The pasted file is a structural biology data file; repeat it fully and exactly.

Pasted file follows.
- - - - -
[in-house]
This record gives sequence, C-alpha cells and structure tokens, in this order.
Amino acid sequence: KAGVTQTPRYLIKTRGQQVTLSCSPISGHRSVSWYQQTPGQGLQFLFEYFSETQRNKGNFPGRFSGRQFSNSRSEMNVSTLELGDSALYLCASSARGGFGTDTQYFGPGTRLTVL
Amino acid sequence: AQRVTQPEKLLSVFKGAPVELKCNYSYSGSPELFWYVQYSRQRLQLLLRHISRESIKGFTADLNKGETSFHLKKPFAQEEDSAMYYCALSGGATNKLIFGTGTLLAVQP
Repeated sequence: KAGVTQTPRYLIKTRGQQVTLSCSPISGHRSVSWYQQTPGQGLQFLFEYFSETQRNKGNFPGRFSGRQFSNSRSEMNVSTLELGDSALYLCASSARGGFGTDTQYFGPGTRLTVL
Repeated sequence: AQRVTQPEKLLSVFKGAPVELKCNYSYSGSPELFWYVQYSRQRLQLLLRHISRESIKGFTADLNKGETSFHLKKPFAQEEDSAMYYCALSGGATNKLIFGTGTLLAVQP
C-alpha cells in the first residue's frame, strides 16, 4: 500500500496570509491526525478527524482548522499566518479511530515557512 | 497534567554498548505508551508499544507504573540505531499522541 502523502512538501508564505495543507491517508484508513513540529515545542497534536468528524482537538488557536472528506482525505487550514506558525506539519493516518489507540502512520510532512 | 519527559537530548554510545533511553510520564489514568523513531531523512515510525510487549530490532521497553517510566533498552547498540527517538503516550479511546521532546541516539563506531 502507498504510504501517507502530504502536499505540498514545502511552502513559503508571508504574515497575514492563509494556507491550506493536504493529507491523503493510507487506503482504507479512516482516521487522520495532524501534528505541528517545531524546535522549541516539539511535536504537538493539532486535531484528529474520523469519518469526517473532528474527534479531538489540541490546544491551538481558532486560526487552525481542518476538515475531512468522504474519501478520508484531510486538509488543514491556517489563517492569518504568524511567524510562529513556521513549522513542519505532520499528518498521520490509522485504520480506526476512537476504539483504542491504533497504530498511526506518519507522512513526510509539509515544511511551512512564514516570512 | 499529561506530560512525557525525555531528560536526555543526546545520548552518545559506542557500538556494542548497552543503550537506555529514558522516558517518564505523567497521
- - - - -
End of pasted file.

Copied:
[in-house]
This record gives sequence, C-alpha cells and structure tokens, in this order.
Amino acid sequence: KAGVTQTPRYLIKTRGQQVTLSCSPISGHRSVSWYQQTPGQGLQFLFEYFSETQRNKGNFPGRFSGRQFSNSRSEMNVSTLELGDSALYLCASSARGGFGTDTQYFGPGTRLTVL
Amino acid sequence: AQRVTQPEKLLSVFKGAPVELKCNYSYSGSPELFWYVQYSRQRLQLLLRHISRESIKGFTADLNKGETSFHLKKPFAQEEDSAMYYCALSGGATNKLIFGTGTLLAVQP
Repeated sequence: KAGVTQTPRYLIKTRGQQVTLSCSPISGHRSVSWYQQTPGQGLQFLFEYFSETQRNKGNFPGRFSGRQFSNSRSEMNVSTLELGDSALYLCASSARGGFGTDTQYFGPGTRLTVL
Repeated sequence: AQRVTQPEKLLSVFKGAPVELKCNYSYSGSPELFWYVQYSRQRLQLLLRHISRESIKGFTADLNKGETSFHLKKPFAQEEDSAMYYCALSGGATNKLIFGTGTLLAVQP
C-alpha cells in the first residue's frame, strides 16, 4: 500500500496570509491526525478527524482548522499566518479511530515557512 | 497534567554498548505508551508499544507504573540505531499522541 502523502512538501508564505495543507491517508484508513513540529515545542497534536468528524482537538488557536472528506482525505487550514506558525506539519493516518489507540502512520510532512 | 519527559537530548554510545533511553510520564489514568523513531531523512515510525510487549530490532521497553517510566533498552547498540527517538503516550479511546521532546541516539563506531 502507498504510504501517507502530504502536499505540498514545502511552502513559503508571508504574515497575514492563509494556507491550506493536504493529507491523503493510507487506503482504507479512516482516521487522520495532524501534528505541528517545531524546535522549541516539539511535536504537538493539532486535531484528529474520523469519518469526517473532528474527534479531538489540541490546544491551538481558532486560526487552525481542518476538515475531512468522504474519501478520508484531510486538509488543514491556517489563517492569518504568524511567524510562529513556521513549522513542519505532520499528518498521520490509522485504520480506526476512537476504539483504542491504533497504530498511526506518519507522512513526510509539509515544511511551512512564514516570512 | 499529561506530560512525557525525555531528560536526555543526546545520548552518545559506542557500538556494542548497552543503550537506555529514558522516558517518564505523567497521